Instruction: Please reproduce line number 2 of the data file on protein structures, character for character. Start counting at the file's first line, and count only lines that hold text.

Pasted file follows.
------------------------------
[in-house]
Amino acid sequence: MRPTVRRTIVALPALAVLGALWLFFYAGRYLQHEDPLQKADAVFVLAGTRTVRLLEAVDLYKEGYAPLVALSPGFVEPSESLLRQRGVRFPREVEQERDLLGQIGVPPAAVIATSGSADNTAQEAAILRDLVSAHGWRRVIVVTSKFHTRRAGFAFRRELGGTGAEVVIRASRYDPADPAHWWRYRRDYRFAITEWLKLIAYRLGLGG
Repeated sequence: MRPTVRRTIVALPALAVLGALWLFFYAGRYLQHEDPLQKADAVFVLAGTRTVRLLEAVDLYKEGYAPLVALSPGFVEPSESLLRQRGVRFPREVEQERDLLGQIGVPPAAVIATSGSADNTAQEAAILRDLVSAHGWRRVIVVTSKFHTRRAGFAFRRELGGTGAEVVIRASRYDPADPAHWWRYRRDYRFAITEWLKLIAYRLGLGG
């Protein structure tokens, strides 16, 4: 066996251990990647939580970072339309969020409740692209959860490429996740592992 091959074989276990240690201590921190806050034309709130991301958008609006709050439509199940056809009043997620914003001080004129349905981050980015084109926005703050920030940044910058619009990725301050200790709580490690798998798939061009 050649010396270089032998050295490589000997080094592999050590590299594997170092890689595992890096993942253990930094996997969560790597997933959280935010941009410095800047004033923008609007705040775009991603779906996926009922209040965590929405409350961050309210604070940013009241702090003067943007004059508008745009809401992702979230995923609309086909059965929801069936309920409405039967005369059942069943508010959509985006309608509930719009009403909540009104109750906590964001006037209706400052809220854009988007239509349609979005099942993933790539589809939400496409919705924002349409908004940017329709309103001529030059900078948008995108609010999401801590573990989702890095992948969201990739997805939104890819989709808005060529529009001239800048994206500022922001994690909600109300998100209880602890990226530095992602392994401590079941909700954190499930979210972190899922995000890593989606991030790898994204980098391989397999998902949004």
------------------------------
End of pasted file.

Amino acid sequence: MRPTVRRTIVALPALAVLGALWLFFYAGRYLQHEDPLQKADAVFVLAGTRTVRLLEAVDLYKEGYAPLVALSPGFVEPSESLLRQRGVRFPREVEQERDLLGQIGVPPAAVIATSGSADNTAQEAAILRDLVSAHGWRRVIVVTSKFHTRRAGFAFRRELGGTGAEVVIRASRYDPADPAHWWRYRRDYRFAITEWLKLIAYRLGLGG